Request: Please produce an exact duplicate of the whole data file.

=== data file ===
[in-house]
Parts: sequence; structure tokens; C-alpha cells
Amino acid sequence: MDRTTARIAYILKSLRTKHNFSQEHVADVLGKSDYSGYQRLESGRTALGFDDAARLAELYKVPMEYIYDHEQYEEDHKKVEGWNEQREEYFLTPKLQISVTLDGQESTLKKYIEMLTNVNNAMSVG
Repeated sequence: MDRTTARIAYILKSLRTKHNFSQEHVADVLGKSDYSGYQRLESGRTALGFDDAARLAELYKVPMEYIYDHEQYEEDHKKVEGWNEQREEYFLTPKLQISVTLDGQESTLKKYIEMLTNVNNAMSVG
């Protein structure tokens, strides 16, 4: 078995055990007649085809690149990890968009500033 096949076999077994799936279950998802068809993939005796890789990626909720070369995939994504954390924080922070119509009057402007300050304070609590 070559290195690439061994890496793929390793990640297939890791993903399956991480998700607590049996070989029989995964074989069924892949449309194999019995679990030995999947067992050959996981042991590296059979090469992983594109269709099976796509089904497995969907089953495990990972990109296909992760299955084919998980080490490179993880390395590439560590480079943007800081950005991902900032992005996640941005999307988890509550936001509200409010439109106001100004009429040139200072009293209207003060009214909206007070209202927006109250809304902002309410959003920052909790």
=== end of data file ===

[in-house]
Parts: sequence; structure tokens; C-alpha cells
Amino acid sequence: MDRTTARIAYILKSLRTKHNFSQEHVADVLGKSDYSGYQRLESGRTALGFDDAARLAELYKVPMEYIYDHEQYEEDHKKVEGWNEQREEYFLTPKLQISVTLDGQESTLKKYIEMLTNVNNAMSVG
Repeated sequence: MDRTTARIAYILKSLRTKHNFSQEHVADVLGKSDYSGYQRLESGRTALGFDDAARLAELYKVPMEYIYDHEQYEEDHKKVEGWNEQREEYFLTPKLQISVTLDGQESTLKKYIEMLTNVNNAMSVG
């Protein structure tokens, strides 16, 4: 078995055990007649085809690149990890968009500033 096949076999077994799936279950998802068809993939005796890789990626909720070369995939994504954390924080922070119509009057402007300050304070609590 070559290195690439061994890496793929390793990640297939890791993903399956991480998700607590049996070989029989995964074989069924892949449309194999019995679990030995999947067992050959996981042991590296059979090469992983594109269709099976796509089904497995969907089953495990990972990109296909992760299955084919998980080490490179993880390395590439560590480079943007800081950005991902900032992005996640941005999307988890509550936001509200409010439109106001100004009429040139200072009293209207003060009214909206007070209202927006109250809304902002309410959003920052909790």